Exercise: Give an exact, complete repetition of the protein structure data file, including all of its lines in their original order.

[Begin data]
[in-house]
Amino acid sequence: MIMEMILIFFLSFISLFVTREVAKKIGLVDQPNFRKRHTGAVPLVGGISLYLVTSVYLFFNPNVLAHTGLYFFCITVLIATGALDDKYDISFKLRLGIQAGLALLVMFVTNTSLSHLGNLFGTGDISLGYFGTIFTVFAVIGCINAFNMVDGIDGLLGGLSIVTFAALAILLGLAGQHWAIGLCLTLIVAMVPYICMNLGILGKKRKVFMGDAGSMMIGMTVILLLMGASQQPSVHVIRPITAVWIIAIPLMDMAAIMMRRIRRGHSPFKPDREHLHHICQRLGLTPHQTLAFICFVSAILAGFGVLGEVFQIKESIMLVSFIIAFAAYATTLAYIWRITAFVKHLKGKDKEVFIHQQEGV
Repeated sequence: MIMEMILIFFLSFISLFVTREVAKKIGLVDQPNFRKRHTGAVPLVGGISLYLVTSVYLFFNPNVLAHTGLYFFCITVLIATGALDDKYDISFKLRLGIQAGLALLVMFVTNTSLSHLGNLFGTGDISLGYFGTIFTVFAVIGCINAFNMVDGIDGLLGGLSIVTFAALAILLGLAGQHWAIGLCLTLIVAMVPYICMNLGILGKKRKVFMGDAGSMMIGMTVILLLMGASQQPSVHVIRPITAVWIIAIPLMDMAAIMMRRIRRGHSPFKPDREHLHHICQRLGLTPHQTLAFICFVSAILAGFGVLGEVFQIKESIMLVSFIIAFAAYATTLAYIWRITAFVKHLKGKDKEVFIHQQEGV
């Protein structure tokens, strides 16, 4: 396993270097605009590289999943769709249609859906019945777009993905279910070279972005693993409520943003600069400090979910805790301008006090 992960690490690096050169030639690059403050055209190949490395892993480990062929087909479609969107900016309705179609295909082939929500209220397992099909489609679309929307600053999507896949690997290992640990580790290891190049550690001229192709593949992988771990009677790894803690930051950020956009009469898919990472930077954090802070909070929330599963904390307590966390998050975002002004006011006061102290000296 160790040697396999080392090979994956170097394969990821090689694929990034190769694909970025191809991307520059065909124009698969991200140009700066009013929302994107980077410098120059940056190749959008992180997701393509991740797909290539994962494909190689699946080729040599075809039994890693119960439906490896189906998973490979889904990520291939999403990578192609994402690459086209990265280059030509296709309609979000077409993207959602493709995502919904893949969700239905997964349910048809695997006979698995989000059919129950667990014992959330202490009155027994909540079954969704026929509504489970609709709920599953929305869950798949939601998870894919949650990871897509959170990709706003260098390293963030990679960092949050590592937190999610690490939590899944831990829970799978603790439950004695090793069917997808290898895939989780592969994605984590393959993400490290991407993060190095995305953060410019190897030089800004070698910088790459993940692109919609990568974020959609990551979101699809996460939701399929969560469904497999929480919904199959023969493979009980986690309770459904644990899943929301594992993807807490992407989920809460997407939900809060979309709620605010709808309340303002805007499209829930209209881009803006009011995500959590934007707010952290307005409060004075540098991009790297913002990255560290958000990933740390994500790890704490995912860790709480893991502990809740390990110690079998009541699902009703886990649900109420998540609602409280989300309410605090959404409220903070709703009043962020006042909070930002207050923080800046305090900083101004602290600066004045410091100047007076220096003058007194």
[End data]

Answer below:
[in-house]
Amino acid sequence: MIMEMILIFFLSFISLFVTREVAKKIGLVDQPNFRKRHTGAVPLVGGISLYLVTSVYLFFNPNVLAHTGLYFFCITVLIATGALDDKYDISFKLRLGIQAGLALLVMFVTNTSLSHLGNLFGTGDISLGYFGTIFTVFAVIGCINAFNMVDGIDGLLGGLSIVTFAALAILLGLAGQHWAIGLCLTLIVAMVPYICMNLGILGKKRKVFMGDAGSMMIGMTVILLLMGASQQPSVHVIRPITAVWIIAIPLMDMAAIMMRRIRRGHSPFKPDREHLHHICQRLGLTPHQTLAFICFVSAILAGFGVLGEVFQIKESIMLVSFIIAFAAYATTLAYIWRITAFVKHLKGKDKEVFIHQQEGV
Repeated sequence: MIMEMILIFFLSFISLFVTREVAKKIGLVDQPNFRKRHTGAVPLVGGISLYLVTSVYLFFNPNVLAHTGLYFFCITVLIATGALDDKYDISFKLRLGIQAGLALLVMFVTNTSLSHLGNLFGTGDISLGYFGTIFTVFAVIGCINAFNMVDGIDGLLGGLSIVTFAALAILLGLAGQHWAIGLCLTLIVAMVPYICMNLGILGKKRKVFMGDAGSMMIGMTVILLLMGASQQPSVHVIRPITAVWIIAIPLMDMAAIMMRRIRRGHSPFKPDREHLHHICQRLGLTPHQTLAFICFVSAILAGFGVLGEVFQIKESIMLVSFIIAFAAYATTLAYIWRITAFVKHLKGKDKEVFIHQQEGV
């Protein structure tokens, strides 16, 4: 396993270097605009590289999943769709249609859906019945777009993905279910070279972005693993409520943003600069400090979910805790301008006090 992960690490690096050169030639690059403050055209190949490395892993480990062929087909479609969107900016309705179609295909082939929500209220397992099909489609679309929307600053999507896949690997290992640990580790290891190049550690001229192709593949992988771990009677790894803690930051950020956009009469898919990472930077954090802070909070929330599963904390307590966390998050975002002004006011006061102290000296 160790040697396999080392090979994956170097394969990821090689694929990034190769694909970025191809991307520059065909124009698969991200140009700066009013929302994107980077410098120059940056190749959008992180997701393509991740797909290539994962494909190689699946080729040599075809039994890693119960439906490896189906998973490979889904990520291939999403990578192609994402690459086209990265280059030509296709309609979000077409993207959602493709995502919904893949969700239905997964349910048809695997006979698995989000059919129950667990014992959330202490009155027994909540079954969704026929509504489970609709709920599953929305869950798949939601998870894919949650990871897509959170990709706003260098390293963030990679960092949050590592937190999610690490939590899944831990829970799978603790439950004695090793069917997808290898895939989780592969994605984590393959993400490290991407993060190095995305953060410019190897030089800004070698910088790459993940692109919609990568974020959609990551979101699809996460939701399929969560469904497999929480919904199959023969493979009980986690309770459904644990899943929301594992993807807490992407989920809460997407939900809060979309709620605010709808309340303002805007499209829930209209881009803006009011995500959590934007707010952290307005409060004075540098991009790297913002990255560290958000990933740390994500790890704490995912860790709480893991502990809740390990110690079998009541699902009703886990649900109420998540609602409280989300309410605090959404409220903070709703009043962020006042909070930002207050923080800046305090900083101004602290600066004045410091100047007076220096003058007194």